Checklist Marketing: Digital Media List

Bob Liodice and Marc Pritchard took to the bully pulpit at the ANA’s Masters of Marketing conference yesterday, and kept up the pressure on the adtech shysters who steal our money. As Liodice said,  “CMOs operate in the most nontransparent marketing ecosystem in our industry’s history. The willingness to trade off transparency for digital and technological innovation is over.”

JPMorgan Chase CMO Kristin Lemkau called for marketers to take more control, when  she said, “Ad fraud is getting worse, and there are 5,000 ad tech, mar tech, whatever tech companies that all say they have the answers. You can no longer entrust it to an agency, a platform or a machine.”

They are all correct.

The Curse of the Shiny Object

As marketers, we have to take ownership for our media decisions and not delegate it to the shiniest, most AI-ish, most machine learning technology that claims to make everything easy and automatic. Marketers are susceptible to charlatans and quick-buck artists like no other profession, and the ad tech and mar tech vendors have made a killing because of that flaw.

Now buying media is actually hard to do–forget what the automatic, set-and-forget programmatic/AI/whatever huckster says in their white paper. But I have an idea of how to fix it, in the form of The Checklist Manifesto: How to Get Things Right, a book highly recommended by the great Denny Hatch.

Denny liked it so much he wrote this 83 point ultimate marketing checklist, which I suggest you laminate, give to every marketing staffer, and hang on your walls. Your results will immediately improve, so please send Mr. Hatch a note of thanks for creating the checklist.

A Checklist for Digital Media

When flying a plane, skipping something small early on can have disastrous consequences. It’s the same when selecting media for a digital campaign, especially when you have gremlins in the form of questionable technology, bad code, and bad data tearing at the wings of your campaign.

Here’s a short list created for your digital media plan, in the form of a “READ-DO” checklist, which means you read the item, then you do it.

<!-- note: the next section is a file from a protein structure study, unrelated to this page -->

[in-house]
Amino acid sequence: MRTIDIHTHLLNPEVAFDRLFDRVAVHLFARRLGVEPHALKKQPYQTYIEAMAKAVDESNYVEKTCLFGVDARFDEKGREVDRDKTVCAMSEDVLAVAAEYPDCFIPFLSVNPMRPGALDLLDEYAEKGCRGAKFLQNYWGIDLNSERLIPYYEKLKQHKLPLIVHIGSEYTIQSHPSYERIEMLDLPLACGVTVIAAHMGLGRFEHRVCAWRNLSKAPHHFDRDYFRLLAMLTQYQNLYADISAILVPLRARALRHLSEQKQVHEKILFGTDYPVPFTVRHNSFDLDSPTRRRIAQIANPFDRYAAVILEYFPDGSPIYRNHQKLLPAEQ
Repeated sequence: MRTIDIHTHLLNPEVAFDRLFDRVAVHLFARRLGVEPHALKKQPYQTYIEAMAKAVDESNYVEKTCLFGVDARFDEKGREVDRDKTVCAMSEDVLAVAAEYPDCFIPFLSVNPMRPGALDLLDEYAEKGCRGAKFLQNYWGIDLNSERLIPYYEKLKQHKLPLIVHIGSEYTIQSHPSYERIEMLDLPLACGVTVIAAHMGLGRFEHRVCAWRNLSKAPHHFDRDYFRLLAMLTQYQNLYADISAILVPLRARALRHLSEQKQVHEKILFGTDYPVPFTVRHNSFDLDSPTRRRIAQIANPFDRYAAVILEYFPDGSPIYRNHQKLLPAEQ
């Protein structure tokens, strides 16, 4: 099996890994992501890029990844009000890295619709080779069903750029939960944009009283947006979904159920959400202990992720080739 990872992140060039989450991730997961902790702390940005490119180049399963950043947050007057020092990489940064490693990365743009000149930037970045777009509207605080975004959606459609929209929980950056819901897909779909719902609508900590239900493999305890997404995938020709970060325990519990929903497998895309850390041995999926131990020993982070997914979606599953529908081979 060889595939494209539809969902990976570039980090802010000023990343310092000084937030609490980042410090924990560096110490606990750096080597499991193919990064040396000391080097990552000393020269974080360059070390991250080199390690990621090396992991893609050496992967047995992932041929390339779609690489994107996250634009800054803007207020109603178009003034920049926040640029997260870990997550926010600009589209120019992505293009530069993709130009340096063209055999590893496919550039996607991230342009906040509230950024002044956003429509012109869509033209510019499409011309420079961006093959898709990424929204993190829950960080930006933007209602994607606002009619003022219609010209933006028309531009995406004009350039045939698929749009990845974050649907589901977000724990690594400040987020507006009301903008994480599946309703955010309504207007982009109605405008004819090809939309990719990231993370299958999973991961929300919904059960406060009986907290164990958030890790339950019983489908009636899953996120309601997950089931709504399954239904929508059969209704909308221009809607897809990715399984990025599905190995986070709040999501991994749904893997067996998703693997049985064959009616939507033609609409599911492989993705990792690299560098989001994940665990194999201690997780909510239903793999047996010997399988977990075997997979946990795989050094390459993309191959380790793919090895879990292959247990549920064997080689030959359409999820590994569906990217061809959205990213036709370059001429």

1. Does the seller of the media have authorization to sell it? Call the owner of the media to confirm.      Y/N
  2. Is any of the traffic on the site sourced from traffic brokers (i.e. it’s bot traffic)?  Y/N
  3. If #2 is “Y,” how much and can I exclude that traffic? (If >10%* and/or “No” don’t buy)
  4. Will you guarantee me a non-bot viewability rate of X%?      Y/N
  5. Will you submit to a fraud audit by my auditor?      Y/N
  6. Will you sell me your inventory directly?     Y/N

Complete the above for every line on your media plan.

My rationale for the questions, and whether each one is a show-stopper:

  1. Show-stopper. If you find some media on an exchange, see if the owner of the media allows that media to be sold via that exchange. Don’t take the exchange’s word for it. You’d be surprised how many sellers of inventory don’t have the rights to do so.
  2. Problem to address. Brokered traffic is bot traffic. See asterisk below for more.
  3. Show-stopper. You never want to pay a nickel for bot traffic because a) it doesn’t work; and b) the clicks and “views” it creates pollutes your analytics platforms.
  4. Problem to address. This means you’ll get below-the-fold placements which you’ll have to monitor and account for as you analyze the media performance.
  5. Show-stopper. If you can’t get full audit rights from the publisher, exchange, or whoever is selling it, don’t buy it. They’re hiding something.
  6. Problem to address. If the media is working, and they’re a publisher of any size, you should be able to purchase the media directly from the publisher. Cut out the ad tech tax and you both make more money.

Takeaway: Model pilots and surgeons in your marketing by using checklists. Make fewer mistakes. And win.

* You may wonder why I say to not buy the media if the sourced percentage is >10%, if they are honest and disclose it. The answer is “shenanigans.” If they’re sourcing traffic to create ad units, that means they can pull the wool over somebody else’s eyes to make money. And if they’re doing one thing shady, they’re dishonest and doing other things wrong. Best and safest to just stay away.

This entry was posted in digital marketing, fraud, Media, Philosophy, Tactics and tagged , , , , , , . Bookmark the permalink.

Leave a Reply

Please log in using one of these methods to post your comment:

WordPress.com Logo

You are commenting using your WordPress.com account. Log Out / Change )

Twitter picture

You are commenting using your Twitter account. Log Out / Change )

Facebook photo

You are commenting using your Facebook account. Log Out / Change )

Google+ photo

You are commenting using your Google+ account. Log Out / Change )

Connecting to %s